Colonel Dobson delivers Remembrance Service Address
On Saturday morning, 11 November 2023, Colonel Oli Dobson MBE (late SCOTS) delivered a Remembrance Service Address to Pilgrims' boys and staff in the Winchester College Chapel.
"At 11 o’clock on the 11 Nov 1918, 105 years ago today, the artillery guns and rifles fell silent when a ceasefire had finally been agreed after four terrible years of bloody war. 11 million soldiers, sailors, and airmen and seven million civilians had lost their lives. This was the first Armistice Day.
20 years later the world was at war again. In the following six years a further 40 million people would lose their lives during WW2. Shortly after, the United Nations Charter was drawn up with the bold aim: “We the peoples of the United Nations are determined to save succeeding generations from the scourge of war, which has twice in our lifetime brought untold sorrow to mankind”. A noble aim, I am sure we would all agree with, yet almost immediately, new wars started and today, 70-odd years later, across the world with 22 wars and 21 conflicts ongoing, this bold aim might seem an unachievable objective. In all these battlegrounds, some of which you will be hearing about on the daily news and many you may never have heard of, military and civilian lives are being lost.
This sounds bleak and might well worry you. You may feel that humanity has learnt nothing and wonder what the good of Remembrance is, perhaps even be concerned that me standing here in uniform today glorifies war in a way you might disagree with. However, while every life lost to conflict since the great wars is a tragedy, the scale of personal and collective sacrifice during the two world wars was unlike anything we have ever seen before or since. My hope is that educating and reflecting on past wars has helped prevent them in some small way.
Some might worry that you, the younger generation, do not ‘remember enough’. That the enormity of this loss of life has been dulled by the passing of time – these horrendous events happened a lifetime ago – and that the numbers are too big to fully understand. When urged to remember these ‘heroes’ we may, encouraged by Hollywood and Call of Duty, give the World War generations superpowers of bravery, courage, humility, and selflessness. This makes it difficult for me, a serving soldier to relate to, never-mind you boys.
Having worked alongside young soldiers at home and in wars in Iraq and Afghanistan I personally believe those soldiers of old were no different to the soldiers of today or indeed you. They were young people with fears and hopes, strengths and weaknesses just like us. What I think sets them apart is their commitment to Duty and Sense of Service, brought about by their situation. The terms ‘duty’ and ‘sense of service’ may sound alien; you might think them not relevant to you. However, I think they are timeless, remaining important today and central to the ethos of a Pilgrims’ boy.
The definition of ‘duty’ is ‘a moral or legal obligation’. It was the legal obligation that made the soldiers of old go to war. Unlike me, those soldiers had little choice – it was their LEGAL obligation. But the thing that made them drag themselves and their heavy kit forward and give their best physical effort day after day when they were tired and hungry, was their MORAL obligation; they did it for what was right and each other. I think you can all relate to that. It is cold and wet, and you HAVE to go to football (that is the legal obligation) but HOW you commit to each tackle comes down to your moral obligation. Do you give your all to protect your goalkeeper from the opposition striker? It’s your choice.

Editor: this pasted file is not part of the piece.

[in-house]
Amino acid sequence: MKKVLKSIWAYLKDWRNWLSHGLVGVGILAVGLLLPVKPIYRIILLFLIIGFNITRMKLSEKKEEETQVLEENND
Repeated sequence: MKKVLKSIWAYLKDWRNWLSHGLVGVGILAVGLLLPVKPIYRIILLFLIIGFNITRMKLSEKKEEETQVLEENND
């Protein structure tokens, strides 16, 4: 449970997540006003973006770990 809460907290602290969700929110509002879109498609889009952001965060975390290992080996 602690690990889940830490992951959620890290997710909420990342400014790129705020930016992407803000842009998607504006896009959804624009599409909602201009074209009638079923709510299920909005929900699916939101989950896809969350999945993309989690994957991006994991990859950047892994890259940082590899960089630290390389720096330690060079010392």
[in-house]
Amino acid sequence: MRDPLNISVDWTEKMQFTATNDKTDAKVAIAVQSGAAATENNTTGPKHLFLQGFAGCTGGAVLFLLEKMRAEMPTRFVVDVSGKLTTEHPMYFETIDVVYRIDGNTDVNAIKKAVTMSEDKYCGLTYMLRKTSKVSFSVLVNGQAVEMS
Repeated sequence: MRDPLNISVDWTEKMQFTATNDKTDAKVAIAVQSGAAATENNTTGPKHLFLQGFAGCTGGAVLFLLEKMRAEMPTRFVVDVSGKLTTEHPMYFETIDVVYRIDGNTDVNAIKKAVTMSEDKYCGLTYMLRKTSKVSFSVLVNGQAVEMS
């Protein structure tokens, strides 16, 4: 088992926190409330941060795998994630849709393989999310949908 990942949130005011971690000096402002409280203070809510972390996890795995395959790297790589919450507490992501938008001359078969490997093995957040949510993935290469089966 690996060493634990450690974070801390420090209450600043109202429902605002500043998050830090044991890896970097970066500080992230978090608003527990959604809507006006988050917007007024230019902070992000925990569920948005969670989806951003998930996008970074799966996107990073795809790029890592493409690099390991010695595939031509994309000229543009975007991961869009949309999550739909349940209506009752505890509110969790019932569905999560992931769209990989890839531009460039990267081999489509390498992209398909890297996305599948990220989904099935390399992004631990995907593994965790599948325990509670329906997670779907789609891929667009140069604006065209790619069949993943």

Service can be simply defined as ‘helping’ but the term a Sense of Service is much broader, and I believe implies wanting to do the right thing, a willingness to contribute to the world around you and collaborate with others – in pursuit of a common purpose – the most extreme example being the avoidance of war. Right now, you are part of something larger than yourselves; your family, your tutor group, your set and your school. You enjoy privilege; economic, physical, and intellectual and with that comes a responsibility to be kind and to serve others; not just during a time of national crisis. The decisions you make each day impact on others; there are opportunities to serve all around us. Think about clearing the plates at lunch, a kind word to a friend, visiting the Alms Houses or singing carols for the Kingsgate residents – these are all for the benefit of others and whilst small, they directly echo the spirit of service that the soldiers carried with them into the battlefields during the two wars.
I am not seeking to devalue the bravery and courage displayed by those involved in the World Wars, and the many wars and conflicts since then. I know soldiers today, in the face of danger, experience great fear, and feel sure this was true for earlier generations. Recognising fear as the overwhelming emotion, something we can all relate to, perhaps more so than courage and bravery, I hope increases our understanding of the sacrifice made on our behalf, and that, despite the passing of time, we can be thankful. But that thankfulness must be accompanied by action; whether you end up working for the UN, in the city, or joining the Armed Forces, through our daily actions and deeds we can honour those that made the ultimate sacrifice.
If you struggle during the two minutes silence to be thankful to a long dead soldier but can feel concern for all those suffering in conflict today, do that. And if this can encourage you to reflect on how day-to-day you can live a life of duty with a sense of service, I think you would be doing those soldiers’ memory proud."
Colonel Oli Dobson MBE (SCOTS)